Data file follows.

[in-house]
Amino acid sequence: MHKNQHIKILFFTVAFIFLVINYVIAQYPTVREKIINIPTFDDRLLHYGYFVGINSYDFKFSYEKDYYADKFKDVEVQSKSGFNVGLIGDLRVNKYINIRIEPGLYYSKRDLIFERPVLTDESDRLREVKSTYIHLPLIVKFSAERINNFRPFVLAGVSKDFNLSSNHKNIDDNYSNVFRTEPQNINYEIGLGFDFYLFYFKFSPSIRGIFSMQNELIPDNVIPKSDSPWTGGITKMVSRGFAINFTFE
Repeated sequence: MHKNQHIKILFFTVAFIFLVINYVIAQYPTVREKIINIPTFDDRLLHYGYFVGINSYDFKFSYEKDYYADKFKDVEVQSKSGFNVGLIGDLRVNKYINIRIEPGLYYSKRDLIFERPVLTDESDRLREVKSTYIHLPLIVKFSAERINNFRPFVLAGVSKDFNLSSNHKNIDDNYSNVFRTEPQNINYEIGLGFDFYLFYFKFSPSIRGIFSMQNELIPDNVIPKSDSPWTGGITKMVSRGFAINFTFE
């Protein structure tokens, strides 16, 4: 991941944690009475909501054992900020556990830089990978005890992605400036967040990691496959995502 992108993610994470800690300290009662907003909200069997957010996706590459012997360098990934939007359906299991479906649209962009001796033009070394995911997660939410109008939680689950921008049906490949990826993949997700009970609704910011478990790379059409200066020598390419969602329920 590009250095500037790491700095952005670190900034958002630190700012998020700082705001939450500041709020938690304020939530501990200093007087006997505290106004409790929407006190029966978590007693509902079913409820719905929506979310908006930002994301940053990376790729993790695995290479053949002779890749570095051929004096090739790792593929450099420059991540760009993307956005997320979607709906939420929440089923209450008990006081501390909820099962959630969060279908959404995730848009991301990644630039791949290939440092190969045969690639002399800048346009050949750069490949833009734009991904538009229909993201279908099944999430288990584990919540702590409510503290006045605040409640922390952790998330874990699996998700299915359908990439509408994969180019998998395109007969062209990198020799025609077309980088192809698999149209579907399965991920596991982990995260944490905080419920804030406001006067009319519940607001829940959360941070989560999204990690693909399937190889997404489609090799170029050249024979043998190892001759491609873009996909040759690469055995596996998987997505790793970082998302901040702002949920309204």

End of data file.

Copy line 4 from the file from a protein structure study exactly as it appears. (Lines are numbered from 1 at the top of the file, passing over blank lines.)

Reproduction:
């Protein structure tokens, strides 16, 4: 991941944690009475909501054992900020556990830089990978005890992605400036967040990691496959995502 992108993610994470800690300290009662907003909200069997957010996706590459012997360098990934939007359906299991479906649209962009001796033009070394995911997660939410109008939680689950921008049906490949990826993949997700009970609704910011478990790379059409200066020598390419969602329920 590009250095500037790491700095952005670190900034958002630190700012998020700082705001939450500041709020938690304020939530501990200093007087006997505290106004409790929407006190029966978590007693509902079913409820719905929506979310908006930002994301940053990376790729993790695995290479053949002779890749570095051929004096090739790792593929450099420059991540760009993307956005997320979607709906939420929440089923209450008990006081501390909820099962959630969060279908959404995730848009991301990644630039791949290939440092190969045969690639002399800048346009050949750069490949833009734009991904538009229909993201279908099944999430288990584990919540702590409510503290006045605040409640922390952790998330874990699996998700299915359908990439509408994969180019998998395109007969062209990198020799025609077309980088192809698999149209579907399965991920596991982990995260944490905080419920804030406001006067009319519940607001829940959360941070989560999204990690693909399937190889997404489609090799170029050249024979043998190892001759491609873009996909040759690469055995596996998987997505790793970082998302901040702002949920309204």